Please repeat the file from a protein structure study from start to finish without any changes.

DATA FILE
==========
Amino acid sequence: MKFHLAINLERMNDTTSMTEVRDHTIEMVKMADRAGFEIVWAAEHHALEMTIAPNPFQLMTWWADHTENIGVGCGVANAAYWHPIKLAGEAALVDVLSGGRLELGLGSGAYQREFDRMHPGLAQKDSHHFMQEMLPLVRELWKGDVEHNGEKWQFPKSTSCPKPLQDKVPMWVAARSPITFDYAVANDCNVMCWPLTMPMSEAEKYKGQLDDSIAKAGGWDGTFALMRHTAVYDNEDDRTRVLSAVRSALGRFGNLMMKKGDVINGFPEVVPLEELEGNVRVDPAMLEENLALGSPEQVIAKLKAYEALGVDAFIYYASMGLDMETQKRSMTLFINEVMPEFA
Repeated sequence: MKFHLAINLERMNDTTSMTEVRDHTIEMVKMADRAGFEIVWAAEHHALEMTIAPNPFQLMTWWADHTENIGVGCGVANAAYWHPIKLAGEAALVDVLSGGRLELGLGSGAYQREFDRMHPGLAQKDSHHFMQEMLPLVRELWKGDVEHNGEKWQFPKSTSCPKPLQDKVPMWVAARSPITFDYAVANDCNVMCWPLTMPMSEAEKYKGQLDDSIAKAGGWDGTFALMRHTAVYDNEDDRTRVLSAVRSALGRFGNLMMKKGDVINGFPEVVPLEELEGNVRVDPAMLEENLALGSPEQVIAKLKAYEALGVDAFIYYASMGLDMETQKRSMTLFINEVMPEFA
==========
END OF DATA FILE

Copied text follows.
Amino acid sequence: MKFHLAINLERMNDTTSMTEVRDHTIEMVKMADRAGFEIVWAAEHHALEMTIAPNPFQLMTWWADHTENIGVGCGVANAAYWHPIKLAGEAALVDVLSGGRLELGLGSGAYQREFDRMHPGLAQKDSHHFMQEMLPLVRELWKGDVEHNGEKWQFPKSTSCPKPLQDKVPMWVAARSPITFDYAVANDCNVMCWPLTMPMSEAEKYKGQLDDSIAKAGGWDGTFALMRHTAVYDNEDDRTRVLSAVRSALGRFGNLMMKKGDVINGFPEVVPLEELEGNVRVDPAMLEENLALGSPEQVIAKLKAYEALGVDAFIYYASMGLDMETQKRSMTLFINEVMPEFA
Repeated sequence: MKFHLAINLERMNDTTSMTEVRDHTIEMVKMADRAGFEIVWAAEHHALEMTIAPNPFQLMTWWADHTENIGVGCGVANAAYWHPIKLAGEAALVDVLSGGRLELGLGSGAYQREFDRMHPGLAQKDSHHFMQEMLPLVRELWKGDVEHNGEKWQFPKSTSCPKPLQDKVPMWVAARSPITFDYAVANDCNVMCWPLTMPMSEAEKYKGQLDDSIAKAGGWDGTFALMRHTAVYDNEDDRTRVLSAVRSALGRFGNLMMKKGDVINGFPEVVPLEELEGNVRVDPAMLEENLALGSPEQVIAKLKAYEALGVDAFIYYASMGLDMETQKRSMTLFINEVMPEFA